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Longmont United Hospital on health: Wildfire smoke can impact your health

"Compounds in the smoke put stress on our bodies and can release potentially dangerous molecules into the bloodstream — increasing the chances of blood clots, heart attacks and strokes."
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Your eyes are burning, your lungs are aching, and it smells oh so bad. … No it is not the burrito your brother ate, it is the Colorado wildfires of 2020. With already added pressures from the stress of a global pandemic, what does this added insult mean for our health? I will tell you what I share with patients at my Centura Health primary care clinic here in Longmont. 

Wildfire smoke is a mix of gasses and fine particles from burning vegetation and other materials capable of making even healthy individuals fall ill. Houses, cars and human-made products consumed in the fire add to the smoke's variety of chemicals. These compounds in the smoke put stress on our bodies and can release potentially dangerous molecules into the bloodstream — increasing the chances of blood clots, heart attacks and strokes. Given these illnesses may not be expected in some people, it's essential to acknowledge any concerning symptom — this is especially true in women. Women will often experience different, less recognized heart attack symptoms, like jaw or neck pain.

The plethora of symptoms from wildfire smoke includes coughing, eye irritation, sinus irritation, chest pain, headaches, wheezing, asthma attacks and rapid heartbeat. Of particular note, your children's lungs are still developing and adding air sacs until at least age 8 - this may make them more sensitive to wildfires' insults. An easy example of this is that toddlers have 20 to 50 million air sacs, or alveoli, and adult lungs have 300 million. With six times as many alveoli to keep functioning in the setting of smoke exposure, be mindful if your children seem more out of breath than yourself.

With all this said, what can you do to stay healthy? Stay inside when it is dangerous for you to be outside and use the best home filtration system you can for your living situation. A HEPA filter or MERV filtration system is best; I also recommend getting a new filter for your air condition unit, for those who have AC. There's yet another reason to wear a mask when outside the home. Although not perfect, a proper fitting, non-medical grade N95 mask may offer some protection from the smoke's harmful effects. Particles from wildfires can be as small as 2.5 microns and N95 masks filter out 95% of particles 3 microns or larger. Furthermore, try to limit air pollution in your home, especially during these times. If you smoke, smoke outdoors, and don't fry foods or cook the types that get smoky inside your house.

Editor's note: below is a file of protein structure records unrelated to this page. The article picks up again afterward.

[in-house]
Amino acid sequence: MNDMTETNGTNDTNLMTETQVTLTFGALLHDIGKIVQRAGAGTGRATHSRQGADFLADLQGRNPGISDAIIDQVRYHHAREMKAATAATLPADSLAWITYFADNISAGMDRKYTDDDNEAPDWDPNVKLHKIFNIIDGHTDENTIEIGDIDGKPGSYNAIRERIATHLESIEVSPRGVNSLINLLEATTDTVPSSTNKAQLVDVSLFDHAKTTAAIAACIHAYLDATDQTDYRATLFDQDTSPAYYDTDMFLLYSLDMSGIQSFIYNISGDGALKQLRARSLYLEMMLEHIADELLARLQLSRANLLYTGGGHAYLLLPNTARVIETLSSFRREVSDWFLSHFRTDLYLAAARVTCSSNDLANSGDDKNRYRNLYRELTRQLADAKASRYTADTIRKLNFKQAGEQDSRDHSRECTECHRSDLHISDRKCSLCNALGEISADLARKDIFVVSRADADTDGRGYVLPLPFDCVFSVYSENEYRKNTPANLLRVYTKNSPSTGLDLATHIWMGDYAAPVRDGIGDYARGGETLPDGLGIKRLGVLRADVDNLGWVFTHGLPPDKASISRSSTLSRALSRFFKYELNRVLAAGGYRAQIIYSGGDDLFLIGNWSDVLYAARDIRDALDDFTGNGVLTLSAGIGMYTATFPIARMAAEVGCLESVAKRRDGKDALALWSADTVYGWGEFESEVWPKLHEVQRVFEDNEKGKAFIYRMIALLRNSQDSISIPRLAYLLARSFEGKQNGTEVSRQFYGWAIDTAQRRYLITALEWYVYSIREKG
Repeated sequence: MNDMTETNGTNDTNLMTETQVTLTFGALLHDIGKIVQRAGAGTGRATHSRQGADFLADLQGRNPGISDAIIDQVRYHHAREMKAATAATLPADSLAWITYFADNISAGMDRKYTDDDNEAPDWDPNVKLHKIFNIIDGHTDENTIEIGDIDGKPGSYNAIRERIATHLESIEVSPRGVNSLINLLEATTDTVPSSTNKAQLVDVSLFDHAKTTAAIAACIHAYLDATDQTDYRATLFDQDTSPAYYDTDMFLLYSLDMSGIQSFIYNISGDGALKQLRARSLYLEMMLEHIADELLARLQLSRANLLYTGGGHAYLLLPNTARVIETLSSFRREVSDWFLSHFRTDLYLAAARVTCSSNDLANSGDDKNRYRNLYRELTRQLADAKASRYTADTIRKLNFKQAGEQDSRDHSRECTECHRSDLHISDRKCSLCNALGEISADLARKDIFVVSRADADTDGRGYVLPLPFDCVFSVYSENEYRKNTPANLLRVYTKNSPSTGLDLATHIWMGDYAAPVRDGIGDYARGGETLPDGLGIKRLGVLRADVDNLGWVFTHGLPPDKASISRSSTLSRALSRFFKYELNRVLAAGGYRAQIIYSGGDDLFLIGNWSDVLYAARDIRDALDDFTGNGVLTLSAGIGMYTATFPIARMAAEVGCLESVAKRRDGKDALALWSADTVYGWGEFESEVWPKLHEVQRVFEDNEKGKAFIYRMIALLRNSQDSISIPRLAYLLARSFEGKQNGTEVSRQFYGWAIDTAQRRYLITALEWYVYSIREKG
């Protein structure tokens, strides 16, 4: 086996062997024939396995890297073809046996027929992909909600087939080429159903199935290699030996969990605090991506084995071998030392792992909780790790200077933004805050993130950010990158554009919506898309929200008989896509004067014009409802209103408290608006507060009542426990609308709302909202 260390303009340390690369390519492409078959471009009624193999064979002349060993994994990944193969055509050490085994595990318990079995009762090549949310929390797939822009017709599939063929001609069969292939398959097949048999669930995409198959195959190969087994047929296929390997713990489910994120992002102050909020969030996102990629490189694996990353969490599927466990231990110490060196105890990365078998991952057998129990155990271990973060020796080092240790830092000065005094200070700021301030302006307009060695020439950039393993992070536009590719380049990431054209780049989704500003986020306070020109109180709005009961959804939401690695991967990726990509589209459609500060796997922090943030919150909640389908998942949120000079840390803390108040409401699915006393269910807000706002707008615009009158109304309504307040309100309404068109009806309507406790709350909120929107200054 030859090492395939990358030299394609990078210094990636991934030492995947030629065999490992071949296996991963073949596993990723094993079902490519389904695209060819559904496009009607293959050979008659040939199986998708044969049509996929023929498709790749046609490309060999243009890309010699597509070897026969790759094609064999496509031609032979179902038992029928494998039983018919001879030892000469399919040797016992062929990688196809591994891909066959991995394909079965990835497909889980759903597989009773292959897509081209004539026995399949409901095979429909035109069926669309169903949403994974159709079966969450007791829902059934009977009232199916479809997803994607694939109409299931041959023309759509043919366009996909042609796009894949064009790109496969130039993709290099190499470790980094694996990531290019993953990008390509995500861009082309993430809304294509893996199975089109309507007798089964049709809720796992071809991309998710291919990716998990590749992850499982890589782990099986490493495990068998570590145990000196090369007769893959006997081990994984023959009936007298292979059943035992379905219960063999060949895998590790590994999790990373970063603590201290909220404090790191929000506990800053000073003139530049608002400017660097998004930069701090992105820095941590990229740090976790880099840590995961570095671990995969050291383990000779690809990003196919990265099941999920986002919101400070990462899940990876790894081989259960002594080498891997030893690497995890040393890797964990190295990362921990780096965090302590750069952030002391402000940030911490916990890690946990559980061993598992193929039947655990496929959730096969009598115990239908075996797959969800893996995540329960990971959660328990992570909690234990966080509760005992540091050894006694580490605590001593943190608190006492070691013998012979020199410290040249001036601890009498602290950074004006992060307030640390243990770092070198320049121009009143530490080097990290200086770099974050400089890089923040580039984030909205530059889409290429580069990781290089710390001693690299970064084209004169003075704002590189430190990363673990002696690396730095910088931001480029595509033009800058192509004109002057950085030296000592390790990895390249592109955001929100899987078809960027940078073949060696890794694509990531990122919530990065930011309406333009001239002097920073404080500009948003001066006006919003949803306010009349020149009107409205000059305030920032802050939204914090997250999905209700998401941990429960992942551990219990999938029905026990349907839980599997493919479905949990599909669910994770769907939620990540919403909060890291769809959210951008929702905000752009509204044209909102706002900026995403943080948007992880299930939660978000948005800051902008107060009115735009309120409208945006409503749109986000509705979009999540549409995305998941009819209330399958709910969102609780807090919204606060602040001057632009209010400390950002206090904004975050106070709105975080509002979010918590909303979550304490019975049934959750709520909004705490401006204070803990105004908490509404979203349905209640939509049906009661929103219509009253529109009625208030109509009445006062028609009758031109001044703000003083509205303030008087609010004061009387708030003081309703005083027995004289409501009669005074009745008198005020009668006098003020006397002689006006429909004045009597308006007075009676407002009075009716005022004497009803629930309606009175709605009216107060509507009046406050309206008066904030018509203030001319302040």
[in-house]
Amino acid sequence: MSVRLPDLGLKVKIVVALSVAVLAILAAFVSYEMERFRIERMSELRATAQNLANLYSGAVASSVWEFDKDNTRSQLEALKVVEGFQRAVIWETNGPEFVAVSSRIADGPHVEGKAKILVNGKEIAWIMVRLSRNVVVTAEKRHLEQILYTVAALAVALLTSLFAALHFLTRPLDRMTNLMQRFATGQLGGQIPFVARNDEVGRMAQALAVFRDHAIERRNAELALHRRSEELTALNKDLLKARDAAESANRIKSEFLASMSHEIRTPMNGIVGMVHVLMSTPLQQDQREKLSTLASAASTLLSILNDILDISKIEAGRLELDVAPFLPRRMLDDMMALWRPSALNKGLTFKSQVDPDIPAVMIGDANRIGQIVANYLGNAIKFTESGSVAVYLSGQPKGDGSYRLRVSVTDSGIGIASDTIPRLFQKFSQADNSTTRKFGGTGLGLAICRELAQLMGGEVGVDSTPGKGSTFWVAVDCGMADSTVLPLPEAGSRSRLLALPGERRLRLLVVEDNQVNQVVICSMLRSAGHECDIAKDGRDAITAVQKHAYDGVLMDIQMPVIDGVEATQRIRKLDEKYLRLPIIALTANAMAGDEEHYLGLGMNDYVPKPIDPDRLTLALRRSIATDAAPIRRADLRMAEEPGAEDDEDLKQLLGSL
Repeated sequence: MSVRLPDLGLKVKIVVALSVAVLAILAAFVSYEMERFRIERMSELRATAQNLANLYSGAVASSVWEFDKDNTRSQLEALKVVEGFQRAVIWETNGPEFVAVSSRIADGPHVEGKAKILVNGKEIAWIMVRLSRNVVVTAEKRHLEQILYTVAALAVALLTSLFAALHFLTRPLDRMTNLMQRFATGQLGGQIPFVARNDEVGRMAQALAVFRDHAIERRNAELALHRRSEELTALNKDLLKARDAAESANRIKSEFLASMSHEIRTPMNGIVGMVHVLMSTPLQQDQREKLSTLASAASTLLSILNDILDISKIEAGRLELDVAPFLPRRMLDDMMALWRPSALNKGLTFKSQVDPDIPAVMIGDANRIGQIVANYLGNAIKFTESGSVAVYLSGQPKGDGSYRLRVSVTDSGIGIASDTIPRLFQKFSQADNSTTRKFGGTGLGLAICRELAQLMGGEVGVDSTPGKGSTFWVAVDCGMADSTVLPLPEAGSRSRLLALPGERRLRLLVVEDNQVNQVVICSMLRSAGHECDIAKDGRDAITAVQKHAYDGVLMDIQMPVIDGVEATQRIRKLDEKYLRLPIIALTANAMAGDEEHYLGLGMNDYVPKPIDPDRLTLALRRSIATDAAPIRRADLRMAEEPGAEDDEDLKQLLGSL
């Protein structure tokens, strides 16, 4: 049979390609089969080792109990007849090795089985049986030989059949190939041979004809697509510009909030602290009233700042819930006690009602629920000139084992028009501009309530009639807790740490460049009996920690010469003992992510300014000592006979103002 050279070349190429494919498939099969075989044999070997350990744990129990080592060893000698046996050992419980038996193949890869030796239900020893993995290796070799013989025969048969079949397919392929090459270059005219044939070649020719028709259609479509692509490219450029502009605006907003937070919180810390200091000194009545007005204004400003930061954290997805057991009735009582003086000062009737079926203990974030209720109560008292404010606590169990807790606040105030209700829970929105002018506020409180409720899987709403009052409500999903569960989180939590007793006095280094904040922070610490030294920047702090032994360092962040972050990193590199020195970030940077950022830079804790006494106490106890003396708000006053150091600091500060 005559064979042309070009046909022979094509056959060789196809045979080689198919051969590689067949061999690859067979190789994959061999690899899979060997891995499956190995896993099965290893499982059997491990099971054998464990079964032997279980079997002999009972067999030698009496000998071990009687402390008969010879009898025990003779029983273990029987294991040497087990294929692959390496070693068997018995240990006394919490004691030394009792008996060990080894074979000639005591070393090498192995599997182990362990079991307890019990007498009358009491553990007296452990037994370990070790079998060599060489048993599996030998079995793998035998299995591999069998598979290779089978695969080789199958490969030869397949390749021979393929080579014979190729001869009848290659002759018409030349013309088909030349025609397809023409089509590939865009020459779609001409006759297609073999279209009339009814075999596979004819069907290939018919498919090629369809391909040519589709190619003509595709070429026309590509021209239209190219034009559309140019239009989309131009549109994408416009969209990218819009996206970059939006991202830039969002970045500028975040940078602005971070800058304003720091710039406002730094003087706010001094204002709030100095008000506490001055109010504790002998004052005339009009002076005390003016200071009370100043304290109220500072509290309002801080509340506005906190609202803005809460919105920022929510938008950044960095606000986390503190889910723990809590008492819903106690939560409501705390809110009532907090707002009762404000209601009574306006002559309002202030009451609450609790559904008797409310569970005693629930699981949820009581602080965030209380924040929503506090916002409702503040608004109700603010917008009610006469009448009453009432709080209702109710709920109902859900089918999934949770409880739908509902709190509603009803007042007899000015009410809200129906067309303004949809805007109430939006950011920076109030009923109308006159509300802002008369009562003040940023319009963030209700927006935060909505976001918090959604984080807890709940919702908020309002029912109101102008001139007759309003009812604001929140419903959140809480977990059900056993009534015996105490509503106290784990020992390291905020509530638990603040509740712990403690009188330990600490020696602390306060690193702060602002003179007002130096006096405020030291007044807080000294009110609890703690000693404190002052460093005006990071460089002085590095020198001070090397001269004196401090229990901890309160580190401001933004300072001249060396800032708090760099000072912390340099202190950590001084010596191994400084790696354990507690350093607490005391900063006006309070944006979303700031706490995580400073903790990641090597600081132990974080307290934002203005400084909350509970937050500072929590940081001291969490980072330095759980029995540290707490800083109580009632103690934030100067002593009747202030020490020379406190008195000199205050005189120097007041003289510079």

Considering we've already been inside too much this year, I reviewed some public health journals to provide outdoor activity recommendations during a wildfire. In the absence of access to an air quality index to guide, the Environmental Protection Agency suggests using visibility to guide activity levels. If visibility is greater than 10 miles, moderate activity based on personal sensitivity is OK. If visibility is limited to 5 to 10 miles, sensitive individuals should consider reducing or avoiding outside activity. We should all avoid outdoor physical activity when visibility is less than 5 miles. These general rules of the visibility model are only useful in daylight and you should look for the darkest object and use known distances. Also, the visibility method only applies when the relative humidity is less than 65%.

For now, I would try and limit your exposure while looking for times where the wind favors your ability to go outside. Use the visibility rating to help make informed decisions about when you can get out of your house. Your overall health includes your mental and emotional wellbeing, too, do not take it for granted.

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If you have topics, questions, or concerns you would like addressed in this column please email joelmalecka@centura.org.

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